Writer Chetan Bhagat has now turned a producer. Yes, Chetan Bhagat who first stepped into Bollywood with his book 'One night @ The Call Center' being adapted as the film Hello, will soon be producing a movie based on his upcoming book Half Girlfriend.
Chetan Bhagat on his official Facebook page announced that his next book Half Girlfiend which will be adapted as a film by Mohit Suri, will witness the writer as a producer.
"A producer is one of the highest credits in the context of a movie. And today, we announced the Half Girlfriend film with Mohit Suri (Aashiqui 2, Ek Villain), Ekta Kapoor (gazillion top tv shows, Dirty Picture, Ek Villain) and myself as co-producer," said Chetan Bhagat on his Facebook post.
While, Chetan Bhagat expressed his happiness for receiving all credits that he always wished for, it seems the writer still remembers a bitter episode that he apparently mentioned in the post.
It is to be recalled that Chetan Bhagat had a scuffle wih the makers of 3 Idiots five years ago. While, the movie 3 Idiots directed by Rajkumar Hirani received all round appreciation, Chetan Bhagat alleged that the film was copied from his bestseller 'Five Point Someone' and thus, the writer then claimed its credit.
However, the makers of 3 Idiots clearly denied the allegations and the director even warned to sue the writer.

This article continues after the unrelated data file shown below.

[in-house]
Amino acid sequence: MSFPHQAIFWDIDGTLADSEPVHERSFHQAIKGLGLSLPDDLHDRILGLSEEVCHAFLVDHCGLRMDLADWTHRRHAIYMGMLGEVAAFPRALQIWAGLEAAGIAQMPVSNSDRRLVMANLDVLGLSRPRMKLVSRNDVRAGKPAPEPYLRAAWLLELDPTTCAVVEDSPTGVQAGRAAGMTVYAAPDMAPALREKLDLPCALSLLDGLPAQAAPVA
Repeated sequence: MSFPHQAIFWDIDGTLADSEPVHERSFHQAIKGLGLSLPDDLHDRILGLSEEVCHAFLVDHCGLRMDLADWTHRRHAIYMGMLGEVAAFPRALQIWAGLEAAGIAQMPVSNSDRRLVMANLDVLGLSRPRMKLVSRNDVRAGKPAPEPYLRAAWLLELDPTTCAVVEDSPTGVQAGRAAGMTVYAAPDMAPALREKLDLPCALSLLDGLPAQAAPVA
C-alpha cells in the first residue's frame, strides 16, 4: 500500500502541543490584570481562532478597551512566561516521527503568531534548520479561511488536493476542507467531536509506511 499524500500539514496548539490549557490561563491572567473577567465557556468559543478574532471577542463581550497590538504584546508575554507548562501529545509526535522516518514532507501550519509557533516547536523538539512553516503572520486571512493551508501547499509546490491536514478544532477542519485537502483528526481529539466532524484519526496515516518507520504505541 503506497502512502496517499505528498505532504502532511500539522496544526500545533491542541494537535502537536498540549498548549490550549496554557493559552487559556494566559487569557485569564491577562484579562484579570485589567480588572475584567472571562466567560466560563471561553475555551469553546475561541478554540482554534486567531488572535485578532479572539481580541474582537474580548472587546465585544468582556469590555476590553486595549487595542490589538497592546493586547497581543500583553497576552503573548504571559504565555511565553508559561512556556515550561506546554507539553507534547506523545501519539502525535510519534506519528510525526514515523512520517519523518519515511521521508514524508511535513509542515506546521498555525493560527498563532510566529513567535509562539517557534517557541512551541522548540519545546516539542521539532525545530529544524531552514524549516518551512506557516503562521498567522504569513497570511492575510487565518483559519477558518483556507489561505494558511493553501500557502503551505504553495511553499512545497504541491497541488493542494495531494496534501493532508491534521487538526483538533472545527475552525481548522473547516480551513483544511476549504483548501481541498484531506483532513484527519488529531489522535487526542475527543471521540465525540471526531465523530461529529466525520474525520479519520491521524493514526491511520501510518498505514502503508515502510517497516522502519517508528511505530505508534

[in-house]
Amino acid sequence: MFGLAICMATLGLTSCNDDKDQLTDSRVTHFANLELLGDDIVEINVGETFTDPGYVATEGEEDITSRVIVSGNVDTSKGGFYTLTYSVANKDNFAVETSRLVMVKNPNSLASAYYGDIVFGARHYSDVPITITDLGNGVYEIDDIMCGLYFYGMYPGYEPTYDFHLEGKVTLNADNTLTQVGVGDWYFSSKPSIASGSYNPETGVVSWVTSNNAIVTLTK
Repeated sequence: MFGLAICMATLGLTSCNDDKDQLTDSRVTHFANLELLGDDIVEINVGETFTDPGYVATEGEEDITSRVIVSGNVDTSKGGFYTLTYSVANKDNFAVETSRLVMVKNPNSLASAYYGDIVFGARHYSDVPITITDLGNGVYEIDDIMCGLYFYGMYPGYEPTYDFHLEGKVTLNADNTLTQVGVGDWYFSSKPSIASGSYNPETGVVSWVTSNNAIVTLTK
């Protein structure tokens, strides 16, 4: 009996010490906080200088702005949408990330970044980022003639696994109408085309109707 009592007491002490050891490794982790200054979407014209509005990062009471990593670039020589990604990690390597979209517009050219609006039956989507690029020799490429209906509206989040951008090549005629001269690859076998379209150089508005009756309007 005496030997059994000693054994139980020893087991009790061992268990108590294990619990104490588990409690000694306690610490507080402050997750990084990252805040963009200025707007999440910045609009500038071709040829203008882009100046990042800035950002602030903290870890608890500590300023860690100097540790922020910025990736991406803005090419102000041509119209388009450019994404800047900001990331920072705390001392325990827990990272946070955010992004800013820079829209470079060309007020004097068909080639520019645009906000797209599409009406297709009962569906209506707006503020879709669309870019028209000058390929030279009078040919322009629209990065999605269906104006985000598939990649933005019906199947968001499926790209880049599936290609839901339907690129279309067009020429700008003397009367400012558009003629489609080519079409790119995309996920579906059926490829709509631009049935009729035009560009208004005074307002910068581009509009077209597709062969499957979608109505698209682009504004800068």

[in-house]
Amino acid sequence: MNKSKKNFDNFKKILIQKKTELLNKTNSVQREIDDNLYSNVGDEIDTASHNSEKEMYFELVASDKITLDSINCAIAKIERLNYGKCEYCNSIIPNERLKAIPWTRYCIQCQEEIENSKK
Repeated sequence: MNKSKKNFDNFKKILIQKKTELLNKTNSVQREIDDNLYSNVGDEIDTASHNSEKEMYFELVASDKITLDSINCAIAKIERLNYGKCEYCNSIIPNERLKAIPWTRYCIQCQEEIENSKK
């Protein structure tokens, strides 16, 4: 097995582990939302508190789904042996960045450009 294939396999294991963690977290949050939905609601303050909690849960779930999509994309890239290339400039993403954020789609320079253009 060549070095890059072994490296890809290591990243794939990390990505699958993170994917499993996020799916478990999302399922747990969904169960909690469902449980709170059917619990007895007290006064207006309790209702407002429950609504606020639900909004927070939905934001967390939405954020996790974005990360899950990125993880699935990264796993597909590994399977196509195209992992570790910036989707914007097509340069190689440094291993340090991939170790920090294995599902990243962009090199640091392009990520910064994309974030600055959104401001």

Apparently recalling the bitter episode, Bhagat says, "This is in contrast to around five years ago, when I had to beg for proper credit after helping deliver the biggest hit in Bollywood history. I had to face public humiliation on a film based on my book that I had taken years to write. I was called a liar, publicity-seeker and shameless. People debated my intentions on national TV. I remember how shaken I was. However, I went back to work. Life happened. Abhishek Kapoor gave me Kai Po Che. Abhishek Varman gave me 2 States. Sajid Nadiadwala gave me a chance to work on Kick. All three films became big hits.So when I announced my next book, I gave a draft to Mohit Suri to read, one of the most talented directors in recent times with back-to-back hits. He read the manuscript and said he wanted to make the film. He brought along Ekta, whom he had just worked with on Ek Villain, and she was equally excited about the book. Then both of them offered me something unthinkable - apart from the writing credit, they asked me to join them as producer. The film is as much yours as ours, they said. That was then. And this is today."